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Legislation that would have increased the age to buy tobacco to 21 stalled in committee in 2015.

PARIS ACHEN - left to right, South Salem High School students Tyler Coates, Tori Doten, Conrad Thompson and Davis Carter appeared at the Capitol Tuesday to support raising the minimum age to buy tobacco to 21.A coalition of 20 health organizations has launched a campaign to combat a sobering trend: About seven kids every day become new smokers in Oregon.

The coalition wants state lawmakers to raise the legal age to buy tobacco from 18 to 21 in an effort to keep it out of high schools.

The Institute of Medicine projects that law change would reduce smoking by about 25 percent among 15- to 17-year-olds.

Hawaii in December 2015 became the first state to pass such a law, and the idea is gaining traction in more than 100 municipalities around the country, from New York City to Kansas City, Mo. California and New Jersey had similar proposals in its legislatures earlier this year.

PARIS ACHEN - Senate Majority Whip Elizabeth Steiner Hayward, D-Beaverton, speaks at a campaign launch for 'Tobacco 21 for Oregon,' a coalition of 20 health organizations that want Oregon to raise the legal age to purchase tobacco to age 21In Oregon, a couple of lawmakers have already tried to pitch the idea. Most recently, Senate Majority Whip Elizabeth Steiner Hayward, D-Beaverton, moved legislation in 2015. The bill stalled in the Senate Judiciary Committee as other issues took priority.

“I would love for Oregon to follow in Hawaii’s footsteps and be one of the earliest adopters of raising the legal age for tobacco to 21,” Steiner Hayward said.

“I think raising the legal age to 21 is one of the best things we can do to prevent the devastating effects that nicotine addiction, tobacco addiction has had continues to have on Oregonians.”

Steiner Hayward, who works as a family physician, took the podium Tuesday at the coalition’s “Tobacco 21 for Oregon” campaign launch to declare her commitment to the cause.

“The later that people have access to tobacco or other nicotine-containing products the more likely we are to prevent people from becoming addicted,” Steiner Hayward said. “We also know that when 18-year-olds can buy tobacco they’re in our high schools. We have lots of kids that are 18 and in high school, and they can give cigarettes to their friends.”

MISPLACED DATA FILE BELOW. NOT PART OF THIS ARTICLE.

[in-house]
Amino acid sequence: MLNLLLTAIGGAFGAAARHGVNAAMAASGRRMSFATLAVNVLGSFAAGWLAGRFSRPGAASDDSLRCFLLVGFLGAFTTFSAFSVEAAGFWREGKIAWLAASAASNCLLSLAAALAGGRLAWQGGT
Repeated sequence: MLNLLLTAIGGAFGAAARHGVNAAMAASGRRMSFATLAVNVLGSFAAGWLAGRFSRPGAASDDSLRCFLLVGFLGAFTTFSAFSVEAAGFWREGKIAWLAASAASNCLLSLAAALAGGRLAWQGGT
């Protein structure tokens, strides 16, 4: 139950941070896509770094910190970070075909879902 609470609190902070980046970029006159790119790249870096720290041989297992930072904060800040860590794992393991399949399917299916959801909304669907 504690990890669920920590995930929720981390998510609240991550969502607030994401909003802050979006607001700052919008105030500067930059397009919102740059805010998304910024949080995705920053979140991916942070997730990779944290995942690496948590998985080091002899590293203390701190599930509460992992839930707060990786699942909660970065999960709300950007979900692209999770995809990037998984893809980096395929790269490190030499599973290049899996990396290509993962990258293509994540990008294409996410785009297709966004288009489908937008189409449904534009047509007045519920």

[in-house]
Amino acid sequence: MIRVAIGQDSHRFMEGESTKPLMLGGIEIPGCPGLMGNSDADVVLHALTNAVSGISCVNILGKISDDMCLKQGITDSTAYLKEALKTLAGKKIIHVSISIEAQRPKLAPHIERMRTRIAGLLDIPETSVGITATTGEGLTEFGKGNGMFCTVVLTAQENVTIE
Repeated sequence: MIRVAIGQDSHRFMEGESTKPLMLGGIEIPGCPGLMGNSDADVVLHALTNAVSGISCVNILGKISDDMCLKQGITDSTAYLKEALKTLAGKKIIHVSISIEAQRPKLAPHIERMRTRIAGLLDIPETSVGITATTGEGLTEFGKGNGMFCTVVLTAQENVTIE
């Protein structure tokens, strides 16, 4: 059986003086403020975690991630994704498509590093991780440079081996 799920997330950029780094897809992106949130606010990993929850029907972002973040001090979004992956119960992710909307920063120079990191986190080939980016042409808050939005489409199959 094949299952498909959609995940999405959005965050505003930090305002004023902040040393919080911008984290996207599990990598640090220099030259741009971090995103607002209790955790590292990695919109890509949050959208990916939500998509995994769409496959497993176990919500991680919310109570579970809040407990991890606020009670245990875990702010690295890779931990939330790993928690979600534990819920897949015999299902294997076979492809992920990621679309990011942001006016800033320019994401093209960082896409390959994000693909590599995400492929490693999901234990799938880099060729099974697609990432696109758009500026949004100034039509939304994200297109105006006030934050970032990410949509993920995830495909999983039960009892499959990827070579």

National data indicates about 95 percent of smokers started using tobacco before age 21.

In Oregon, about 7,000 people die annually from tobacco-related diseases. Tobacco use is estimated to cost the state about $3 billion per year in health care costs and lost productivity, according to the Campaign for Tobacco Free Kids.

Several students from South Salem High School on Tuesday signed pledges to abstain from using tobacco and wrote to their lawmakers to urge them to raise the legal age for buying the drug.

“I think it’ll make it a lot harder for kids to use it,” said Davis Carter, an 18-year-old South Salem student. “It’ll be a lot less accessible and stop it from getting into high schools as much.”

Luis Rodriguez, Oregon government relations director for the Cancer Action Network of the American Cancer Society, said no legislation has been filed this year to raise the age limit.

Members of the coalition, which also include the American Heart Association and American Lung Association, plan to give testimony Tuesday to the Senate Health Care Committee about why the law should change.

“We are really looking at 2016 as a way to educate lawmakers and educate the public about why this is such an important issue,” Rodriguez said. “Right now, we don’t have a vehicle, but we are looking forward to the future when we will.”

By Paris Achen
Portland Tribune Capital Bureau Reporter
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